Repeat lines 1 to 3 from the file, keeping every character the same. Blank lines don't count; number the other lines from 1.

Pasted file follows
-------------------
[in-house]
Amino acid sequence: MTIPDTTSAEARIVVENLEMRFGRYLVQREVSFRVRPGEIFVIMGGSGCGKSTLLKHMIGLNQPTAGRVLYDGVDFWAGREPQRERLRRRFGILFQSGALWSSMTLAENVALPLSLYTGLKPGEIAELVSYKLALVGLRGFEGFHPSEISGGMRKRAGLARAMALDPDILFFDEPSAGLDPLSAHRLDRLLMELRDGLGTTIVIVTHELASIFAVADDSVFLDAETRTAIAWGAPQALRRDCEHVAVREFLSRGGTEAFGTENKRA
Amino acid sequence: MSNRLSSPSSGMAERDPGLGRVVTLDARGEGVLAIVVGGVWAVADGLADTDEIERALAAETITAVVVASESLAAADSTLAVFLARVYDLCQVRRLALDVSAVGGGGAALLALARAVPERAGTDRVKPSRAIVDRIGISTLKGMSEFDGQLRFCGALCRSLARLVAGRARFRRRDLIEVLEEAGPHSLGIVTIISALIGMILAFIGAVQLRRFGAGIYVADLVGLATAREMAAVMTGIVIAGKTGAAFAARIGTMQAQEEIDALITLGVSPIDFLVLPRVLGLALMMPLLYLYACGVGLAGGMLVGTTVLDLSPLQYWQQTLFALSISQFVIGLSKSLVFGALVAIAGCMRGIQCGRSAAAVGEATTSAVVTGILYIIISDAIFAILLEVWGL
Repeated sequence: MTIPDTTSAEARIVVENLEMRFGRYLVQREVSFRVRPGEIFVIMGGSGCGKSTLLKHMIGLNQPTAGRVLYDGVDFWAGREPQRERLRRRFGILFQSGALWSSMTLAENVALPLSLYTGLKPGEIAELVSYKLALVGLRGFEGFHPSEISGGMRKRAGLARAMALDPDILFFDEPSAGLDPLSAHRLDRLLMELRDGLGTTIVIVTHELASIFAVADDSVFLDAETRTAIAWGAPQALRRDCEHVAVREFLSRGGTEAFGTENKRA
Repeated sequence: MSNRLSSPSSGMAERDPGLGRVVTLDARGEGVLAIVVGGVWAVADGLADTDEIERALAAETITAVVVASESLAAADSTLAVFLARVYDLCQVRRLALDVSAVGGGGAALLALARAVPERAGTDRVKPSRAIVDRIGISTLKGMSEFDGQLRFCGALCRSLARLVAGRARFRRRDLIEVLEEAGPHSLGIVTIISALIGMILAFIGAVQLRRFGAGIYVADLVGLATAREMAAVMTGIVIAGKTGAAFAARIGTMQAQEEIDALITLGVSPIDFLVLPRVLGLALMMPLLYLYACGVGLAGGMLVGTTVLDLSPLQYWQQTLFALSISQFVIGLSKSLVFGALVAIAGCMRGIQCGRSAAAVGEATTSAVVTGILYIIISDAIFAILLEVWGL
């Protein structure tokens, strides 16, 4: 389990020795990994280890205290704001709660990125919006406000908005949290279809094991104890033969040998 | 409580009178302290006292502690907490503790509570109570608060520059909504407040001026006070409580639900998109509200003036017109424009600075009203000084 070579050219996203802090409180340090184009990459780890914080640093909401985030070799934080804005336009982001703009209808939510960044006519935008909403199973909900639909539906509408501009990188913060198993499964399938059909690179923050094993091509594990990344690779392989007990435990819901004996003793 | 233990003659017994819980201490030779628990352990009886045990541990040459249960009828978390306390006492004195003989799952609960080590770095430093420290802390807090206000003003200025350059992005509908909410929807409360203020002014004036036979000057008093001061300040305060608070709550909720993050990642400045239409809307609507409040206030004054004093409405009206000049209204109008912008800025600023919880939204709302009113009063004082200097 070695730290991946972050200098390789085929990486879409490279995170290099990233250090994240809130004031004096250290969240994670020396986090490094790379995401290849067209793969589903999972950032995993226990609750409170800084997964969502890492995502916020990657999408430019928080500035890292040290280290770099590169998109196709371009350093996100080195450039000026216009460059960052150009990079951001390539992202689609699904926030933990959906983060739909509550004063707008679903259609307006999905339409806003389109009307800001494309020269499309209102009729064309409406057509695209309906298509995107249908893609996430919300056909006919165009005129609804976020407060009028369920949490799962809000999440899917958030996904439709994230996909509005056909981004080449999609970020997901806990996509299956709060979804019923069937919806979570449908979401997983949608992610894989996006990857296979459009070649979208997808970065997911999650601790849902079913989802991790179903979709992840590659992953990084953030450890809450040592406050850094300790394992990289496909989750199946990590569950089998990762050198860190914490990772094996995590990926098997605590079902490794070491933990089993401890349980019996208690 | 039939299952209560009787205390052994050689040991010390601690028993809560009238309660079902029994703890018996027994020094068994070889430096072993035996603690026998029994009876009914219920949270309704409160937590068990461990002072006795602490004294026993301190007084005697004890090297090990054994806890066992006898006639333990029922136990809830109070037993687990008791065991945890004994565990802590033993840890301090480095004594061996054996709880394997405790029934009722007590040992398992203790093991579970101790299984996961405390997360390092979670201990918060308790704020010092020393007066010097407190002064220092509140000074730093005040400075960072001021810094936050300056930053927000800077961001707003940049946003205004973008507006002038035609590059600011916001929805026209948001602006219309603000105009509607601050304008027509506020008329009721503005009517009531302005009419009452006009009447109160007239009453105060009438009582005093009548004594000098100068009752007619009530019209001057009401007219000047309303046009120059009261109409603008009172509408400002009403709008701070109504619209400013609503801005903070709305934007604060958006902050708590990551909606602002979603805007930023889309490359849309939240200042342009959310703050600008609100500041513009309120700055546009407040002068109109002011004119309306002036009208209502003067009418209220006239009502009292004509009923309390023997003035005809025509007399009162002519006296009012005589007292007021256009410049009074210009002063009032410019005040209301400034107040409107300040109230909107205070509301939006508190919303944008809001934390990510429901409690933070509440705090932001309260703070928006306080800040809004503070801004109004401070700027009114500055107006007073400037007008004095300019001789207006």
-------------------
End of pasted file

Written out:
[in-house]
Amino acid sequence: MTIPDTTSAEARIVVENLEMRFGRYLVQREVSFRVRPGEIFVIMGGSGCGKSTLLKHMIGLNQPTAGRVLYDGVDFWAGREPQRERLRRRFGILFQSGALWSSMTLAENVALPLSLYTGLKPGEIAELVSYKLALVGLRGFEGFHPSEISGGMRKRAGLARAMALDPDILFFDEPSAGLDPLSAHRLDRLLMELRDGLGTTIVIVTHELASIFAVADDSVFLDAETRTAIAWGAPQALRRDCEHVAVREFLSRGGTEAFGTENKRA
Amino acid sequence: MSNRLSSPSSGMAERDPGLGRVVTLDARGEGVLAIVVGGVWAVADGLADTDEIERALAAETITAVVVASESLAAADSTLAVFLARVYDLCQVRRLALDVSAVGGGGAALLALARAVPERAGTDRVKPSRAIVDRIGISTLKGMSEFDGQLRFCGALCRSLARLVAGRARFRRRDLIEVLEEAGPHSLGIVTIISALIGMILAFIGAVQLRRFGAGIYVADLVGLATAREMAAVMTGIVIAGKTGAAFAARIGTMQAQEEIDALITLGVSPIDFLVLPRVLGLALMMPLLYLYACGVGLAGGMLVGTTVLDLSPLQYWQQTLFALSISQFVIGLSKSLVFGALVAIAGCMRGIQCGRSAAAVGEATTSAVVTGILYIIISDAIFAILLEVWGL